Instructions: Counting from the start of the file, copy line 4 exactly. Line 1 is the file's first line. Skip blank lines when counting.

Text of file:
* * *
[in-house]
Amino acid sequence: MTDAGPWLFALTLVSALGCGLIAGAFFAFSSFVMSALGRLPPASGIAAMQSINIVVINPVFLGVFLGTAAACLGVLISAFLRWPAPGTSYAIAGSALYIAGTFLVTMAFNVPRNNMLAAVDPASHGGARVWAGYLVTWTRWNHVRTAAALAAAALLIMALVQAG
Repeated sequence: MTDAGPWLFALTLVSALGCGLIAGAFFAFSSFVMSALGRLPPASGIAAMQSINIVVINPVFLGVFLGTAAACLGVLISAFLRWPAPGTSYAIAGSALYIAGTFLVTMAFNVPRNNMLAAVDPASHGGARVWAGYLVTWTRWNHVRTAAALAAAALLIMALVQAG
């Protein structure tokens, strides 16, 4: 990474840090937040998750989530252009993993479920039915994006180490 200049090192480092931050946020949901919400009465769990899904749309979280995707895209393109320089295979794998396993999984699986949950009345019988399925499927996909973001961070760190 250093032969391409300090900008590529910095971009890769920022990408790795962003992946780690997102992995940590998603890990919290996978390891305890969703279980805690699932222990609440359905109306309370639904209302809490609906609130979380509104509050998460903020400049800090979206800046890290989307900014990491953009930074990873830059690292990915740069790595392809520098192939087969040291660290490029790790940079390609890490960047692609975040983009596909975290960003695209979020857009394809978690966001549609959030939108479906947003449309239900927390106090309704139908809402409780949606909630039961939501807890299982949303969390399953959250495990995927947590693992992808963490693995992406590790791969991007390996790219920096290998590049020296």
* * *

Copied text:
């Protein structure tokens, strides 16, 4: 990474840090937040998750989530252009993993479920039915994006180490 200049090192480092931050946020949901919400009465769990899904749309979280995707895209393109320089295979794998396993999984699986949950009345019988399925499927996909973001961070760190 250093032969391409300090900008590529910095971009890769920022990408790795962003992946780690997102992995940590998603890990919290996978390891305890969703279980805690699932222990609440359905109306309370639904209302809490609906609130979380509104509050998460903020400049800090979206800046890290989307900014990491953009930074990873830059690292990915740069790595392809520098192939087969040291660290490029790790940079390609890490960047692609975040983009596909975290960003695209979020857009394809978690966001549609959030939108479906947003449309239900927390106090309704139908809402409780949606909630039961939501807890299982949303969390399953959250495990995927947590693992992808963490693995992406590790791969991007390996790219920096290998590049020296």